Colombia mining exports recovered to $5.6 bln in first half, producers say

BOGOTA, Aug 19 (Reuters) - The value of Colombia’s mining exports recovered slightly in the first half of this year to $5.59 billion, despite anti-government protests and street blockades between April and June, an industry association said on Thursday.

The increase - from a export value of $5.18 billion during the first six months of last year, when the industry was battered by COVID-19 closures - is due principally to better gold prices which made up for continued troubles for coal.

The value of gold exports jumped 39.8% to $1.5 billion during the first half, while the value of coal exports fell 22.9% to $2.05 billion amid low global prices, the Colombian Mining Association (ACM) said in a virtual press conference.

Coal production was down slightly year-on-year in the first half, to 27.5 million tonnes, in part because of blockades which hit major producer Cerrejon.

“The great challenge in Colombia is to stabilize current coal production, to be able to operate continually, without blockades,” said ACM president Juan Camilo Narino.

Tens of thousands of marchers took to the streets in sometimes-deadly protests earlier this year in opposition to a government-backed tax reform and other policies.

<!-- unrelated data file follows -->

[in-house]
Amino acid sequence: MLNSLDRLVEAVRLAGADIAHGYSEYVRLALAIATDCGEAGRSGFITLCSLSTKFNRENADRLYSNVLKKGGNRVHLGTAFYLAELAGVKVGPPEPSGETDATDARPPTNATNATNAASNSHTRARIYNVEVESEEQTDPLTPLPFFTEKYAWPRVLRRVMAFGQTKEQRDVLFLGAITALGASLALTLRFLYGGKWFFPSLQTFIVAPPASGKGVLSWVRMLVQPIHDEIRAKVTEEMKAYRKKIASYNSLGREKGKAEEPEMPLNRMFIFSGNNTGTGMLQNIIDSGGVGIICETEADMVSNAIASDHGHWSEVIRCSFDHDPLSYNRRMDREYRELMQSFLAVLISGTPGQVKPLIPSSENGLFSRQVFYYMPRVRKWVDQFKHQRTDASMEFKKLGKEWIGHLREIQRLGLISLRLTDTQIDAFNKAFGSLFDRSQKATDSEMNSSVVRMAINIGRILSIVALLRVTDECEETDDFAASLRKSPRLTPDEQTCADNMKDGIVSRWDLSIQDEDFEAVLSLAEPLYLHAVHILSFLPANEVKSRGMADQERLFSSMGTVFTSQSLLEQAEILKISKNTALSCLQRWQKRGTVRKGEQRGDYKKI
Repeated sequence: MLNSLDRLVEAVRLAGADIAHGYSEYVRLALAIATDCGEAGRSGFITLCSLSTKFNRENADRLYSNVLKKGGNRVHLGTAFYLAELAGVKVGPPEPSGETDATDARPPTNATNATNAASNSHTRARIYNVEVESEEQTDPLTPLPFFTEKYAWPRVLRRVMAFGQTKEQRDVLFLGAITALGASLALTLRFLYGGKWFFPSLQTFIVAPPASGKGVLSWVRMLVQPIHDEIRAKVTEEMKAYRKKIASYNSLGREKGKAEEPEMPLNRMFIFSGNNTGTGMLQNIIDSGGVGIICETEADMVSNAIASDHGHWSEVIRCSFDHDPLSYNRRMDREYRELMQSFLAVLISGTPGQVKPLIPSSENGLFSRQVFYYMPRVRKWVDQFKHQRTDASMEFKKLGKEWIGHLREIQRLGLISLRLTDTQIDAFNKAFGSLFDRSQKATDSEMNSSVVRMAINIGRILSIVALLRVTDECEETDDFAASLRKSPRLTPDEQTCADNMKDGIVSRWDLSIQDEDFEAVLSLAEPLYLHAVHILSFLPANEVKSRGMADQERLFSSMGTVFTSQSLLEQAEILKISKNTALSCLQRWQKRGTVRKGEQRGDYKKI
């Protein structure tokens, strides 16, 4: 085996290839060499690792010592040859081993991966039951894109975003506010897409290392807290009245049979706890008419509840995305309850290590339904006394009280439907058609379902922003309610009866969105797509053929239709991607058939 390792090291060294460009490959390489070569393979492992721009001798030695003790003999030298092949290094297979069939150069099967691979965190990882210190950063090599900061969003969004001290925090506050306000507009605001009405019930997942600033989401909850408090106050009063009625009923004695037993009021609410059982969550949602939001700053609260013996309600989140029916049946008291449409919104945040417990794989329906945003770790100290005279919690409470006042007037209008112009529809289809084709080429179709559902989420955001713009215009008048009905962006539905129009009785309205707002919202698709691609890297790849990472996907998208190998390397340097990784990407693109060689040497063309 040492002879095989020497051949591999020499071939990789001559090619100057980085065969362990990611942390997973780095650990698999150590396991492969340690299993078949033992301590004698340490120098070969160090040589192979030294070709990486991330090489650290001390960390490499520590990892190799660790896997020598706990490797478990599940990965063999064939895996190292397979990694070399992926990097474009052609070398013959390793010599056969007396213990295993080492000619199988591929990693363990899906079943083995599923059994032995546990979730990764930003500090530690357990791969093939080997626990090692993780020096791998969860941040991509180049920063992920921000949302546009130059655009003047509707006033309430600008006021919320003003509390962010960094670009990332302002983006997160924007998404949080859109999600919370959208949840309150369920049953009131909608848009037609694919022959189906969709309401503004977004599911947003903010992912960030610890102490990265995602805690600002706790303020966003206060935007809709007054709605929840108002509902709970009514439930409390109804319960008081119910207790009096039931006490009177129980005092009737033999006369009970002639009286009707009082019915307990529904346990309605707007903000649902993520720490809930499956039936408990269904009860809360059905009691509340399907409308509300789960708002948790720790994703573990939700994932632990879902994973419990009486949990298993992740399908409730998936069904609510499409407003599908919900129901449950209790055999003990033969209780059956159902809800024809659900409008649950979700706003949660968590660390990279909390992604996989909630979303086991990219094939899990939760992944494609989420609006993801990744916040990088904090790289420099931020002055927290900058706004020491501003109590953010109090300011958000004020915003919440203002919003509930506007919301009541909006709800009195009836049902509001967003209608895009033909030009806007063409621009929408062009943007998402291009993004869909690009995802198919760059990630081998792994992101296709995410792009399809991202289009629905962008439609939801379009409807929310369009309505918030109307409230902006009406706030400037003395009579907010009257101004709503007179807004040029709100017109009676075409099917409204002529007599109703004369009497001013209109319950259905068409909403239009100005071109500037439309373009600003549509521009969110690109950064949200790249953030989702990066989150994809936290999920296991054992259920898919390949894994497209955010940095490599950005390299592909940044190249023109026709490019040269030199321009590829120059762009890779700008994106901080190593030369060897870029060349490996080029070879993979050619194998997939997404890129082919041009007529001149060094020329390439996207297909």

Though demonstrator numbers gradually dwindled, road blockades around the country stymied exports and led to shortages of food and other goods.

In addition to protests and blockades, Narino said the mining and coal sectors are frequently affected by legal decisions and licensing delays for new projects.

The association is maintaining its coal output target of 60 million tonnes this year, he said, after production fell 40% last year to 49.5 million tonnes.

The ACM predicts a 15% recovery in the sector in 2021 as new gold projects come online.

Glencore will become the sole owner of Cerrejon next year after buying out partners BHP and Anglo American.

The Cerrejon mine has had repeated disagreements with nearby Wayuu indigenous communities and its largest union, which held a three-month strike last year. (Reporting by Luis Jaime Acosta Writing by Julia Symmes Cobb; Editing by Aurora Ellis)